Tutors: Alexandre Doussot, Guillaume Bau, Mehdi Bouaziz
A smart contract is a distributed application that is deployed on a blockchain to ad-minister rules and automate tasks. Thus: smart contracts are how blockchains are made programmable.
Unfortunately, a smart contract may be impossible – or at least very inconvenient – to change once it is deployed. Errors in smart contracts have led to the theft or blockage of the tokens they administer, often representing large amounts of value (e.g. as money or important certificates).
As such, the correctness and security of smart contracts is critical, both to the users of specific smart contracts (“Do I trust this smart contract with my money?”), and to the viability and value of blockchain platforms overall (“Do smart contracts on this blockchain have a good reputation?”).
Several projects focuses on helping dApps developers improve the code quality and security of their smart-contracts written in Michelson, Tezos’ smart-contract language, by means of static analysis: – CIAOPP – Tezla – Mopsa – Helmholtz
On the other hand, dApps developers often use higher-level, more developer-friendly languages, such as Ligo, Smartpy, Morley, Archetype, that are compiled to Michelson.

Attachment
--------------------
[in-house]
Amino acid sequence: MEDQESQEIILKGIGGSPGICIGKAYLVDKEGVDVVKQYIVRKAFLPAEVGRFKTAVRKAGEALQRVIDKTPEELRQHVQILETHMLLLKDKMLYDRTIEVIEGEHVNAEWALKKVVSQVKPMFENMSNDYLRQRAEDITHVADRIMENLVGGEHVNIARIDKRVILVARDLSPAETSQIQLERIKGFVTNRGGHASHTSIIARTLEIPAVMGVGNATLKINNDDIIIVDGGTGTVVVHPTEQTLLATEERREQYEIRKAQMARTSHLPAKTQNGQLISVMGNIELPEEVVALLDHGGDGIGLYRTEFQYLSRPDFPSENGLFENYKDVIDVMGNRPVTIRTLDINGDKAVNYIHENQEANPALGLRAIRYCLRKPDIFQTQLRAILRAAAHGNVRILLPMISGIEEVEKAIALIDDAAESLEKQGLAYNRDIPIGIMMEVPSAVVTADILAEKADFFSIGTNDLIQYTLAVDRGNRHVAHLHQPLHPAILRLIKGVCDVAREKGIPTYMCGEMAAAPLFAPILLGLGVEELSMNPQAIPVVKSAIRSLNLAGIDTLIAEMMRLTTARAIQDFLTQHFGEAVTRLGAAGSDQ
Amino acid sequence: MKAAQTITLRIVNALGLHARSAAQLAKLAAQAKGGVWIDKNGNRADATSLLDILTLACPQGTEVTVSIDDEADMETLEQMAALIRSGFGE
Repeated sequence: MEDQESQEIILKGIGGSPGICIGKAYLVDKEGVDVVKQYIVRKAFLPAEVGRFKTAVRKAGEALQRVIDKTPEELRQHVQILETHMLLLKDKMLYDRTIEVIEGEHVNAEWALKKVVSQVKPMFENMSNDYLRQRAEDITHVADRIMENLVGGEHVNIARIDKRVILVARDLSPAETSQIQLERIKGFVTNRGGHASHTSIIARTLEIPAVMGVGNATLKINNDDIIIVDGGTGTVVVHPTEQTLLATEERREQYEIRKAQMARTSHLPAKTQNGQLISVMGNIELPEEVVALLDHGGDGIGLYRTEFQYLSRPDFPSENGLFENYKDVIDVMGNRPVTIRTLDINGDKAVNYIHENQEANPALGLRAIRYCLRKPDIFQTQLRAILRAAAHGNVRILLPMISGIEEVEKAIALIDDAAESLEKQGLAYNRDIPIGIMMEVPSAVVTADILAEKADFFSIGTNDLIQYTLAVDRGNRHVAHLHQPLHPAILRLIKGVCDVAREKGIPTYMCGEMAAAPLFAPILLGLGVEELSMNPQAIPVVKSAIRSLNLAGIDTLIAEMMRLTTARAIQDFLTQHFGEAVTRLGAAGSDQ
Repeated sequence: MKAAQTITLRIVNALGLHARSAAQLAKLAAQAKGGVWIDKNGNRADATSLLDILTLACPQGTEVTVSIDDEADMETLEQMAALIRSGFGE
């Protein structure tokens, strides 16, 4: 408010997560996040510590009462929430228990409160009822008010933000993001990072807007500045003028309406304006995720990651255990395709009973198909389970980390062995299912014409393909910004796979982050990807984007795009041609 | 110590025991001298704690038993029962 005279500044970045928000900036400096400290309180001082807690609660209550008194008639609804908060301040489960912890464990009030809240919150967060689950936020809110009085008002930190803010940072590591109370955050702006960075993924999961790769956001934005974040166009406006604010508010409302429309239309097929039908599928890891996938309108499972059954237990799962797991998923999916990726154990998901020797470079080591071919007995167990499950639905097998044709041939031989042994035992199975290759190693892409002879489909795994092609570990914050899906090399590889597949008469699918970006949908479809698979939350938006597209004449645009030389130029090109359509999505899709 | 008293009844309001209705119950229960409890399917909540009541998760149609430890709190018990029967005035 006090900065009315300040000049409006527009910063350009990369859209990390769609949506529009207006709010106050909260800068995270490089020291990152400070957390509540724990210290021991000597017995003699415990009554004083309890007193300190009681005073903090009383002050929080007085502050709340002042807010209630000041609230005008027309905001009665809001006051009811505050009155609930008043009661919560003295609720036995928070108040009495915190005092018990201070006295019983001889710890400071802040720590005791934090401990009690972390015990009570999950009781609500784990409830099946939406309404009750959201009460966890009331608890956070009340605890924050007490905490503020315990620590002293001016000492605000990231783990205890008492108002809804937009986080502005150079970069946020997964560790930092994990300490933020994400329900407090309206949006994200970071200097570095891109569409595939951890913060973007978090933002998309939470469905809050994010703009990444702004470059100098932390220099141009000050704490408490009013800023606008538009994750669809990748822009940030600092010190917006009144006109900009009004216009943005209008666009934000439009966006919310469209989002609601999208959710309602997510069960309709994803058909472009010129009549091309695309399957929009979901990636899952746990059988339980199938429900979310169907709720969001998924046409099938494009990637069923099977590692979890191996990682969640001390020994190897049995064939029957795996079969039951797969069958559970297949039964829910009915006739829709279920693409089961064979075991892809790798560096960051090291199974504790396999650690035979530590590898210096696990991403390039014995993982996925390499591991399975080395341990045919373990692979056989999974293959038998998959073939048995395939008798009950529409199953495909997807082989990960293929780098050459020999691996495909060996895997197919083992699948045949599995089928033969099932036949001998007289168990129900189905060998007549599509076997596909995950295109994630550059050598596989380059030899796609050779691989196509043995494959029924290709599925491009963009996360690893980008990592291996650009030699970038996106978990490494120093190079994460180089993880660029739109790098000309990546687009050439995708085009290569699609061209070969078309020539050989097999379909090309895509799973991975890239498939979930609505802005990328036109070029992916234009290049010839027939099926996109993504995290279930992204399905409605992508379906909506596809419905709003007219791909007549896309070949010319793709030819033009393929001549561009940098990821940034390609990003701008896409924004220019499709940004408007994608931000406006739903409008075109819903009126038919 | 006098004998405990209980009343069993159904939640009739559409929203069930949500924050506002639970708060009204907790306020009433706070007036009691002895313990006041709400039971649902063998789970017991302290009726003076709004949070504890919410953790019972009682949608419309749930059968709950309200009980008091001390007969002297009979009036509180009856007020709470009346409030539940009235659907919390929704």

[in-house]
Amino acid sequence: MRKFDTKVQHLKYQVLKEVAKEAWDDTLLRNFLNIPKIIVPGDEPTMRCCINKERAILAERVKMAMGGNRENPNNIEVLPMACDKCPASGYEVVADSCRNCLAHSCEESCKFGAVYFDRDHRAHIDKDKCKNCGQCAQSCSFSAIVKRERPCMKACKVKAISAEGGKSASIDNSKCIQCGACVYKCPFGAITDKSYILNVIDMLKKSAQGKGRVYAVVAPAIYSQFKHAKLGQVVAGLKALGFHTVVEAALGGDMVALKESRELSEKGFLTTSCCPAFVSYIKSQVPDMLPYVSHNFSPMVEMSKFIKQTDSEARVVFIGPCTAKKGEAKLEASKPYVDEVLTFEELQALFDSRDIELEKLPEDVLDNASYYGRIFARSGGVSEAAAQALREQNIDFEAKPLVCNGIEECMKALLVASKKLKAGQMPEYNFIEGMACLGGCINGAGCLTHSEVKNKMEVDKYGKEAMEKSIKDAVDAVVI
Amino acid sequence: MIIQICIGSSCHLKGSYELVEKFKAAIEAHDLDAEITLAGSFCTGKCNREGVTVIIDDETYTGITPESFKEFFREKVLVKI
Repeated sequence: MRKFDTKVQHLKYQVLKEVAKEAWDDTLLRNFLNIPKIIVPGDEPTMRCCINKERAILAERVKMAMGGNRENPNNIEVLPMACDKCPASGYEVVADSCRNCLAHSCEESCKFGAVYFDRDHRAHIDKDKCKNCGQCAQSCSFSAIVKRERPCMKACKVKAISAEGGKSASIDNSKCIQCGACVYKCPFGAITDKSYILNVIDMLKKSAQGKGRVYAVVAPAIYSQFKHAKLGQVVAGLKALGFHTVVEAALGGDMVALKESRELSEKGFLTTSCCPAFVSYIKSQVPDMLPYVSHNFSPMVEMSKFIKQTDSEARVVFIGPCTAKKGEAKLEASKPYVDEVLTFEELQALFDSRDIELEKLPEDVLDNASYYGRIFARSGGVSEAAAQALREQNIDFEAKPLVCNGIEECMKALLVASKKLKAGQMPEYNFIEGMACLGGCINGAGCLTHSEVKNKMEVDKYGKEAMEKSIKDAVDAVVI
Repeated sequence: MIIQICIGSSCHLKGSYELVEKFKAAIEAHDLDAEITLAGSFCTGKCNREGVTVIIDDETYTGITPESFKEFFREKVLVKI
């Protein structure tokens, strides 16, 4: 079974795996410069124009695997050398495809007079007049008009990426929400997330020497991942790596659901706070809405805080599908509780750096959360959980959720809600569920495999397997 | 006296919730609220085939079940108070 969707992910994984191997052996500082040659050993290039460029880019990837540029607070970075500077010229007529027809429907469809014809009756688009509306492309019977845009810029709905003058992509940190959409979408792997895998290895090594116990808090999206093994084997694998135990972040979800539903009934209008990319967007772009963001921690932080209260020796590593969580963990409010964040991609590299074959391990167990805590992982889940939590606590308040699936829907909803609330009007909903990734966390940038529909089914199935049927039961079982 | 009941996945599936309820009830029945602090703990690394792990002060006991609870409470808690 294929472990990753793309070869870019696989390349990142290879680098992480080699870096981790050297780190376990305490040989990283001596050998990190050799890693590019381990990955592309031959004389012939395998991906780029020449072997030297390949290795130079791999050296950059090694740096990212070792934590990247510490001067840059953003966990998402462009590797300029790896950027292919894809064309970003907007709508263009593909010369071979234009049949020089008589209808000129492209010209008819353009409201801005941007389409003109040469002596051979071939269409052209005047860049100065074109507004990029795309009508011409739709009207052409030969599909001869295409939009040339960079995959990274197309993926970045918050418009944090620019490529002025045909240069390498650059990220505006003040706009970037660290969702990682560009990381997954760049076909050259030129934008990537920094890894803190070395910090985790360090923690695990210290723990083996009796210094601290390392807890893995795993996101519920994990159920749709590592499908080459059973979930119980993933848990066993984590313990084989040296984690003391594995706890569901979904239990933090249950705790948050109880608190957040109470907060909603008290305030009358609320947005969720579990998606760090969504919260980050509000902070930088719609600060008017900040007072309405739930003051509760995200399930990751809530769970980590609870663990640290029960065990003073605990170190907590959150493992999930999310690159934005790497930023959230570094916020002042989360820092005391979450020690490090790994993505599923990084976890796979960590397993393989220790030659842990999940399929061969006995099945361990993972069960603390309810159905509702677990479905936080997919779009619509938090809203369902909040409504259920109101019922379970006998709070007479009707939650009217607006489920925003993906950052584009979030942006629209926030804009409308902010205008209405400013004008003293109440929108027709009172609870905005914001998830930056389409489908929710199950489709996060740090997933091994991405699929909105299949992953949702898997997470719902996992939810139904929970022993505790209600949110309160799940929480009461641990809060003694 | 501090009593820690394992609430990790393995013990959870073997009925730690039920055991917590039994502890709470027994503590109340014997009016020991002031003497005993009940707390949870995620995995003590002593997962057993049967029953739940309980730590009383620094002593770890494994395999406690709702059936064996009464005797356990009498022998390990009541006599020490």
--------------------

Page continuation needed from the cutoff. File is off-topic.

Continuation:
This internship aims to make state-of-the-art static analysis tools for Michelson more accessible to Tezos dApps developers by integrating them into the Tezos development environment, both for programming directly in Michelson and also for users of higher-level languages.
Specifically the intern will:
- define a generic interface to have results of static analysis shown in Michelson development tools, probably based on LSP or SARIF;
- extend this interface to translate results on Michelson to results on higher-level languages, in collaboration with developers of these languages; and
- pick a static analysis tool and a development tool, implement this integration, and collect feedback on how to improve it.
A stretch goal will be to set up a static-analysis-as-a-service server to allow developers to benefit from these tools online and without a local install.
You will work at the Nomadic Labs’ offices in Paris.
Participating in a large scale open-source project you will have to rapidly learn to use collaborative tools (Git, merge request, issues, gitlab, continuous integration, documentation) and to communicate about your work. The final results might be presented at an international conference or workshop.
You will have a designated advisor at Nomadic Labs and will have to work independently and to propose thoroughly-considered solutions to the different problems you will have to solve. You will be encouraged to seek advice from members of the team.
All material produced (essays, documentation, code, etc.) will be released under an open source license (e.g. MIT or CC).
➡️ If you don’t meet all the criteria above, but think you can still be an asset to us, please consider applying.